To coffee or not to coffee?

For perimenopausal and menopausal women, coffee may worsen some symptoms of the change, but there are also health benefits associated with our favorite morning elixir. So what’s a gal over 45 to do?

First, it helps simply to know the benefits and risks so you can determine if it’s time to break your coffee habit.

Health benefits of coffee

According to the National Center for Health Research, coffee can do a whole lot more than simply jump-start your morning. It may decrease the risk of heart disease, reduce the chances of developing colorectal and uterine cancer, cirrhosis (liver disease), skin cancer (both the less-dangerous basal cell carcinoma and the most dangerous form, malignant melanoma), Parkinson’s and Alzheimers. Quaffing coffee may help reduce the risk suicide and slow cognitive decline. And WebMD adds Type 2 Diabetes to the list of things coffee may help you avoid, as well as special protections against stroke for women, even among those with high blood pressure. 

However. (Isn’t there always a “however”?)

During menopause, caffeine may intensify some of the symptoms of menopause. Hot flashes, headaches, irregular heart beat, difficulty sleeping—while not necessarily dangerous to health, these things are uncomfortable enough without adding to the problem. And caffeine may interfere with your body’s ability to absorb calcium, which can be a health risk for women suffering from or at risk of osteoporosis, says 34 Menopause Symptoms.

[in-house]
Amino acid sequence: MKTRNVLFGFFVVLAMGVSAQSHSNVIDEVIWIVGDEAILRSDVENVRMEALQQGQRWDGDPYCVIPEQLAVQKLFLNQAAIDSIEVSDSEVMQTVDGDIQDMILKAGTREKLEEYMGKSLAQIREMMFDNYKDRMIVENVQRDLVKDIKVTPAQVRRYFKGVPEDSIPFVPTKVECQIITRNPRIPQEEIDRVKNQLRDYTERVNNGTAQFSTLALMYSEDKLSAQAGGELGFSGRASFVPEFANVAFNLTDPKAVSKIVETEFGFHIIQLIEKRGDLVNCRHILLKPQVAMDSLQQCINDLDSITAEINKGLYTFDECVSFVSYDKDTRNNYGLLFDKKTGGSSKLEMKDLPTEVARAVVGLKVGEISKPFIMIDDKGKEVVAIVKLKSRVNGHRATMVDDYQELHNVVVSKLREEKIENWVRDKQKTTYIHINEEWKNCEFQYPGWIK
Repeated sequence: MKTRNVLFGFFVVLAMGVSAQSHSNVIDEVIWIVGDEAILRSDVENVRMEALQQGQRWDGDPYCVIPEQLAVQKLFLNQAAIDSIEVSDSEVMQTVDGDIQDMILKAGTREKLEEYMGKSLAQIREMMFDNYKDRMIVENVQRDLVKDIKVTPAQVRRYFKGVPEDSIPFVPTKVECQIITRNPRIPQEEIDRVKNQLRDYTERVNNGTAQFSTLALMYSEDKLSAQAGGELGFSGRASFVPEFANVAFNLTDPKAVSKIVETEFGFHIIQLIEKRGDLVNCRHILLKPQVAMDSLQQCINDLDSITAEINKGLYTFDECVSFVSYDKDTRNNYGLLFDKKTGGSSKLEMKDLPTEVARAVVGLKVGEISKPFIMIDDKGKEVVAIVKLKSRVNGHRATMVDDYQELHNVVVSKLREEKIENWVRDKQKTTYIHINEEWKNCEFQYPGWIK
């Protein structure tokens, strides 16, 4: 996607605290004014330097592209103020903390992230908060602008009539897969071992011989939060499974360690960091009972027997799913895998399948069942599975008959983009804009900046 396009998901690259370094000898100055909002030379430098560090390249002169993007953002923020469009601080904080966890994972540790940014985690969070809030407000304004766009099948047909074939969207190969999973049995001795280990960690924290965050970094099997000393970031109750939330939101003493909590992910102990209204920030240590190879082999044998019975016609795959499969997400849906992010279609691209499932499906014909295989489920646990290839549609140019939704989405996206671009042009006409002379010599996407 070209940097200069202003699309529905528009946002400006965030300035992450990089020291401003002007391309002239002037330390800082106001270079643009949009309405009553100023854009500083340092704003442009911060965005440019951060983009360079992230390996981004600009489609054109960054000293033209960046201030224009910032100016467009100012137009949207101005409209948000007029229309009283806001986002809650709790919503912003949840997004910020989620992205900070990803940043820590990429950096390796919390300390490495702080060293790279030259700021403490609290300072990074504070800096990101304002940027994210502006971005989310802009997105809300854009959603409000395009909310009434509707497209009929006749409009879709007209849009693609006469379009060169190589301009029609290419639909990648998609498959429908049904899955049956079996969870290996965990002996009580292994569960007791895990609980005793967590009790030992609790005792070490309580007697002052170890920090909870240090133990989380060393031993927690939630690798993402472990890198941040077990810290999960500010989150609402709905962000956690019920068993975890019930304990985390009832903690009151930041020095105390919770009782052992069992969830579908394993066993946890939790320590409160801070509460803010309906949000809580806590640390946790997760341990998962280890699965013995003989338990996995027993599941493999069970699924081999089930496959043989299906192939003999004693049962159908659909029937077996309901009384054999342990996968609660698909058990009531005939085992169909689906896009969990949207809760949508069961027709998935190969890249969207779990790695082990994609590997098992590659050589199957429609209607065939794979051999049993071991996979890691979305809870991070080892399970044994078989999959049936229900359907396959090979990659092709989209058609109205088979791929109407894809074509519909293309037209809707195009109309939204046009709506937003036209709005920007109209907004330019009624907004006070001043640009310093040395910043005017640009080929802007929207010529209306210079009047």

Next steps—kick or keep the coffee habit?

Ultimately, it’s up to you to decide if the benefits of coffee outweigh the risks. However, it doesn’t have to be an all-or-nothing decision. Targeting the right amount of coffee per day might allow you to enjoy the health and happiness benefits without an unacceptable increase in detriments.

Track it: One way of making a determination might be to track symptoms alongside caffeine consumption. How many cups did you have today, and how severe were the hot flashes (be sure to list all sources of caffeine, including teas and soft drinks!), compared to a day when you drank more or less? It may take time to establish patterns, so track for a couple of weeks at one consumption level before cutting down or increasing.

Trim it: Consider cutting down or limiting your intake to before noon. Women’s Health in the UK says the issues associated with caffeine can be worse if caffeine is ingested all day long. While many of the health benefits above increase with coffee intake, the uptick is often negligible, so balance high consumption with increased menopausal symptoms.

Try something else: If you find that caffeine simply makes you too uncomfortable, cut it out and substitute non-caffeinated herbal teas or water with lemon. Many of the benefits of coffee can also be found in daily exercise, a healthy diet containing lots of fruits and veggies, cutting out smoking, and developing good sleep habits.

To coffee or not to coffee? What did you find worked for you? Let us know in the comments or on Twitter or Facebook!

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